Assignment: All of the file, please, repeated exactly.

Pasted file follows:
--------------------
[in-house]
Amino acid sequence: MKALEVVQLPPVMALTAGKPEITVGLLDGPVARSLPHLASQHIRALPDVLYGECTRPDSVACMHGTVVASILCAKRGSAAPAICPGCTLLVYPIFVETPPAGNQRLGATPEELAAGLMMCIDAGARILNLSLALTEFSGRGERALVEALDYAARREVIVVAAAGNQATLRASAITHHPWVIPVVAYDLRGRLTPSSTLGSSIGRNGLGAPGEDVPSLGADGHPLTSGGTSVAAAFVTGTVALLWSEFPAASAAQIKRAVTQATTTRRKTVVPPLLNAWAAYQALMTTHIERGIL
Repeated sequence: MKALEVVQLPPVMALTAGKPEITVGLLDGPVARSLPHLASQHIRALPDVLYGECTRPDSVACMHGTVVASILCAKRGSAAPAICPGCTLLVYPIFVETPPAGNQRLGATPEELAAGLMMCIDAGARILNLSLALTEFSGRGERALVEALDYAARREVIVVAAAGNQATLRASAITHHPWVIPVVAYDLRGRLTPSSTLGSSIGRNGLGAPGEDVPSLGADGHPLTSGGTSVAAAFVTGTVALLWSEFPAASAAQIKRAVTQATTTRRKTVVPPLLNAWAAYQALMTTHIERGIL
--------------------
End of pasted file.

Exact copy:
[in-house]
Amino acid sequence: MKALEVVQLPPVMALTAGKPEITVGLLDGPVARSLPHLASQHIRALPDVLYGECTRPDSVACMHGTVVASILCAKRGSAAPAICPGCTLLVYPIFVETPPAGNQRLGATPEELAAGLMMCIDAGARILNLSLALTEFSGRGERALVEALDYAARREVIVVAAAGNQATLRASAITHHPWVIPVVAYDLRGRLTPSSTLGSSIGRNGLGAPGEDVPSLGADGHPLTSGGTSVAAAFVTGTVALLWSEFPAASAAQIKRAVTQATTTRRKTVVPPLLNAWAAYQALMTTHIERGIL
Repeated sequence: MKALEVVQLPPVMALTAGKPEITVGLLDGPVARSLPHLASQHIRALPDVLYGECTRPDSVACMHGTVVASILCAKRGSAAPAICPGCTLLVYPIFVETPPAGNQRLGATPEELAAGLMMCIDAGARILNLSLALTEFSGRGERALVEALDYAARREVIVVAAAGNQATLRASAITHHPWVIPVVAYDLRGRLTPSSTLGSSIGRNGLGAPGEDVPSLGADGHPLTSGGTSVAAAFVTGTVALLWSEFPAASAAQIKRAVTQATTTRRKTVVPPLLNAWAAYQALMTTHIERGIL